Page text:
TC: And how quickly did Patrick give you responsibility in the design office?
NO: Fairly quickly, because he had no other choice! Frank Dernie arrived after a year or so to boost the office. It was a fantastic period to learn. The FW06, which was just being started when I arrived, was a relatively simple car. It was a typical mid-seventies vehicle, but I joined in early September and the car was running in December. That was from nothing because they were running a March 761 prior to that. There was not much around when we used the March wing properly, but it all came together very quickly and it was a super place to learn.
TC: Talking about the aerodynamics of the FW07, how much time were you spending in the wind tunnel and how much of it was just on a drawing board?
NO: Very little wind tunnel time. The FW06 never went in the wind tunnel until we actually started to develop as a baseline for the FW07. We used the Imperial College wind tunnel in London and I think we went there maybe once a month for a few days. That slowly increased. Then we bought the wind tunnel from specialized mouldings up in Huntingdon and installed that in another building in Didcot. Ross Brawn was responsible for the installation of that. That allowed us to test all the time in-house so that was a big step forward.
TC: How interesting that 06 didn’t go in the wind tunnel and 07 did. It looked a bit different but actually Patrick’s gut direction of how to make the car look wasn’t wrong.
NO: No, it was perfect. We did an initial test at Donington and had a few slight quirks going over brows. Patrick thought he’d screwed it up but in fact he hadn’t. It just took a little bit of tuning to get the car right. Then it was very quick straightaway. Unfortunately it arrived a few races into the season and was a little bit unreliable for the first couple of events. I think if it was ready a little bit earlier, it probably would have won the Championship because it was certainly a lot better car than the Ferrari was that year.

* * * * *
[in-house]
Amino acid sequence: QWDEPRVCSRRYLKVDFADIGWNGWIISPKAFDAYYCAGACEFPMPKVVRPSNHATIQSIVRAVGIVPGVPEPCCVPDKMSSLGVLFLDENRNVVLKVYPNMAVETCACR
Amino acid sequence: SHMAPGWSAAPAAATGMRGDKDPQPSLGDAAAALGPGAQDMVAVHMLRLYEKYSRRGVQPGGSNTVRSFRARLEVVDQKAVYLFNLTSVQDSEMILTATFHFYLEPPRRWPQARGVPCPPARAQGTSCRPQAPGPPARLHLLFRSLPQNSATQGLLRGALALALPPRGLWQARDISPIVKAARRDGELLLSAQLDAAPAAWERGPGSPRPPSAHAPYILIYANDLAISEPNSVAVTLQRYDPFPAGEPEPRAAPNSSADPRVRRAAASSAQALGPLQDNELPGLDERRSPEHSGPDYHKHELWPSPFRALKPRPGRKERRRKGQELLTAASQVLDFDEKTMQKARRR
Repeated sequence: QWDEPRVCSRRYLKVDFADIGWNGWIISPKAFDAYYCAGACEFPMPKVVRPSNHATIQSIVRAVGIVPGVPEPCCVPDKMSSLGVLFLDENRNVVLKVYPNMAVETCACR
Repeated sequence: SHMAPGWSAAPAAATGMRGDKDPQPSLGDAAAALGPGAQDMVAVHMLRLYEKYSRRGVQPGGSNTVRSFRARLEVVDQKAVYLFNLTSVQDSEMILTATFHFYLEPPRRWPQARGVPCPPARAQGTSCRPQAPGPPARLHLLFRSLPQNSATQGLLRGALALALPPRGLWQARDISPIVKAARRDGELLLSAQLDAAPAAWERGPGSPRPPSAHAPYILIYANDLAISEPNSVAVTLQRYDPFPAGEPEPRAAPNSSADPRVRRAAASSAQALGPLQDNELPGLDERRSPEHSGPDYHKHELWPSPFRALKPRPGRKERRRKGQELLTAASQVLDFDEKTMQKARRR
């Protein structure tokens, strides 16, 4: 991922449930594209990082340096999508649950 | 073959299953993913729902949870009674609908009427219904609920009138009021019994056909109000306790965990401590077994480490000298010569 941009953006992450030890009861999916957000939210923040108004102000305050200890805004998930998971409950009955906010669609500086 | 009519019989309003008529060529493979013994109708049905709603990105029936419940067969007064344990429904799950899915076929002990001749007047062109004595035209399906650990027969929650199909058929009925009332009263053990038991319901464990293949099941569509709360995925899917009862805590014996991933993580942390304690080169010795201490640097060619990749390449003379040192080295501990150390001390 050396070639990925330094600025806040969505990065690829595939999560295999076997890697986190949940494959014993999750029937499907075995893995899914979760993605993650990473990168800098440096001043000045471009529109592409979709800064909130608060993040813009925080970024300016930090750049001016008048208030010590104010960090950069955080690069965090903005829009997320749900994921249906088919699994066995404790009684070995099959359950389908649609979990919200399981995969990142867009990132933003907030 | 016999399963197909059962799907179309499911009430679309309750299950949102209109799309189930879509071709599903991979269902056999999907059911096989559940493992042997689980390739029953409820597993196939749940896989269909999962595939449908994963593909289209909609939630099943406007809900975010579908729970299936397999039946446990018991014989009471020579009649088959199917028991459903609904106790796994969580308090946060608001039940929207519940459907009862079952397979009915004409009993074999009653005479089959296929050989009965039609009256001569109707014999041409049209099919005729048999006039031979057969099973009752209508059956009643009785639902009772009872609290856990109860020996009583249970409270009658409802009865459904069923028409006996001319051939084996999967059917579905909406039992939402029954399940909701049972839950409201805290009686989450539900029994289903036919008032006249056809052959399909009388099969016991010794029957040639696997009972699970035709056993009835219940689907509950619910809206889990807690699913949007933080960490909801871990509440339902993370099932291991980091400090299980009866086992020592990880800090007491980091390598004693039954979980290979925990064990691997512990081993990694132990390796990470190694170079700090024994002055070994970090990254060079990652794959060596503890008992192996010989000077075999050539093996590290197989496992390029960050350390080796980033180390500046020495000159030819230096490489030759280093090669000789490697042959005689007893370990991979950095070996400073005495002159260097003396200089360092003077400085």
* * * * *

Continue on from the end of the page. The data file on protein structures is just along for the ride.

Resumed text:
TC: Well, I was going to ask you about that. The wins start coming at Silverstone in 1979. You are, as well as working in the design office, race engineering Clay Regazzoni. It’s the first of Williams’ 114 wins. What are your memories of that Silverstone weekend?
NO: It was a great day, particularly for Frank, who had been trying for such a long time. That’s probably the only time in my life I ever saw him drink any alcohol or smoke a cigar. The car had been very quick in testing. Frank had come up with some different aerodynamic pieces in the pre-Grand Prix test, and then the car had made a big step forward. We traditionally viewed Silverstone as a high-speed, low-downforce circuit, so we were running small wings, but we actually tried putting a slightly bigger wing on in the test. That certainly made the car come alive. A lot of the performance gained was the wing working better in reaction to the underwing of the car. The car was pretty special by the time we raced at Silverstone but we were up against the turbo cars, who were obviously very quick. Those days, you didn’t have TV monitors on the screen. I didn’t actually realise that Clay had actually led half of the first lap until I saw it a few years ago! We were slightly fortunate because some of the turbo cars had unreliability and Alan was actually competing very well, but had a small crack in the water pump, which let the water out and lost him the race.